Let me explain what has to be done. Parks Canada would have to change a few signs on Highway 401 and on the Thousand Islands Parkway that direct people to the park. This would have to be undertaken almost immediately. These signs are slat signs, so only the actual name portion would have to be changed. It is possible that an inexpensive cover could be made for these signs until such a time as they require replacement with new signs.
Websites would have to be changed at a minimal cost. Letterhead, business cards and envelopes would be changed as they run out of current stock.
Sign boards at Parks Canada property would also be changed as part of the normal maintenance regime. In other words, as signs weather and wear out they would be replaced by new signs with the new name. This part of the change would actually be part of regular maintenance that would be undertaken with or without the name change, so although the name would be changed, the signs would in any case be replaced over a 10-year period. Ms. St. Claire indicated at committee that Parks Canada is actually looking forward to the exercise because it would give them an opportunity to take a sign inventory that is overdue at the park.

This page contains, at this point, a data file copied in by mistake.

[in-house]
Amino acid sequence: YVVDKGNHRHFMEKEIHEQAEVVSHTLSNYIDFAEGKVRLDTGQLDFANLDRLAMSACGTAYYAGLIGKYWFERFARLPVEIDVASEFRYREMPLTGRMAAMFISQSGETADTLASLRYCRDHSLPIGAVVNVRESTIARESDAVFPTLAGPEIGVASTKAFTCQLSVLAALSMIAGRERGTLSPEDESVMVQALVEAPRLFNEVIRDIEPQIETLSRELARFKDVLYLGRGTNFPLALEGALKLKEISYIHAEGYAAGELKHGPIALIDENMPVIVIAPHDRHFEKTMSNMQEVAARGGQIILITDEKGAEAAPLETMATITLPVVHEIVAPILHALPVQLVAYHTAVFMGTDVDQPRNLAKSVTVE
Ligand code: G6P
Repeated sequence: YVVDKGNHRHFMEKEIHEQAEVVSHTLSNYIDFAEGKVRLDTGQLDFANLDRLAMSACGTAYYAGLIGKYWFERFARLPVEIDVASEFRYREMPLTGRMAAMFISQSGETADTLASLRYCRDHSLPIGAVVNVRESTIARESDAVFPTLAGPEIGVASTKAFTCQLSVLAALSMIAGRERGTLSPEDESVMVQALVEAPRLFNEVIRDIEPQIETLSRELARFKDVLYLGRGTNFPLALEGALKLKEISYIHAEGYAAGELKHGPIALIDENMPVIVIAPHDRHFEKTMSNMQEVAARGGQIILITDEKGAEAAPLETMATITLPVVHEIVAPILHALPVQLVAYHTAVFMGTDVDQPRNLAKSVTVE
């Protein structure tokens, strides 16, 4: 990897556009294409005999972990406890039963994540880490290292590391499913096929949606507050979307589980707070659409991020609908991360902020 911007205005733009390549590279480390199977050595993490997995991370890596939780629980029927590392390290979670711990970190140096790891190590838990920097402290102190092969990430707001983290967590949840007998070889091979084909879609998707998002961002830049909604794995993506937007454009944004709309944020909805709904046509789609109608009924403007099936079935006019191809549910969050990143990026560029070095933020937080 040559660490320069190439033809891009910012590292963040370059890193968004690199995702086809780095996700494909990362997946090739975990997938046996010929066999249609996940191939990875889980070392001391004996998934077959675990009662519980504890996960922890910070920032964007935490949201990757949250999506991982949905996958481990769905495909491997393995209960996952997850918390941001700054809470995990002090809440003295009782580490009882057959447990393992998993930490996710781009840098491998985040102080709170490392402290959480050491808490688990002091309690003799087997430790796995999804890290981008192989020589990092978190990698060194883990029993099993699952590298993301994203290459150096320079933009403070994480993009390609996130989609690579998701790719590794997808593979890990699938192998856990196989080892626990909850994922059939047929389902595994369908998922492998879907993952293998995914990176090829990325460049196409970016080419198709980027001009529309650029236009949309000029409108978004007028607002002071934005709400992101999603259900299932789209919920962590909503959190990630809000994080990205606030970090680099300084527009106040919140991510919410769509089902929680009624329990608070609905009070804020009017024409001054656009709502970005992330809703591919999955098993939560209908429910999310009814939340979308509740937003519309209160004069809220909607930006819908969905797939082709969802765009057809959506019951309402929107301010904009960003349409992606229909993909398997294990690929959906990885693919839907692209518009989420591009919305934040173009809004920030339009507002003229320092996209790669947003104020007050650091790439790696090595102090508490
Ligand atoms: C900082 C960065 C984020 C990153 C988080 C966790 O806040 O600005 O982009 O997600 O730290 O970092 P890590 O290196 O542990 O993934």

After all this time and all the discussion and efforts over the years to try to rename this park with a name better suited to its location, now is the time to act.
As I and others have mentioned in previous discussions here, the park is in a truly unique area of Canada. It is at the crossroads of the natural and cultural history of North America. Its natural assets have been recognized in the greater region that has the UNESCO world heritage designation. The park is located within the Frontenac Arch Biosphere Reserve. It was a cultural crossroad as the North American continent was opened up by natives, adventurers, fur traders, explorers, settlers and merchants.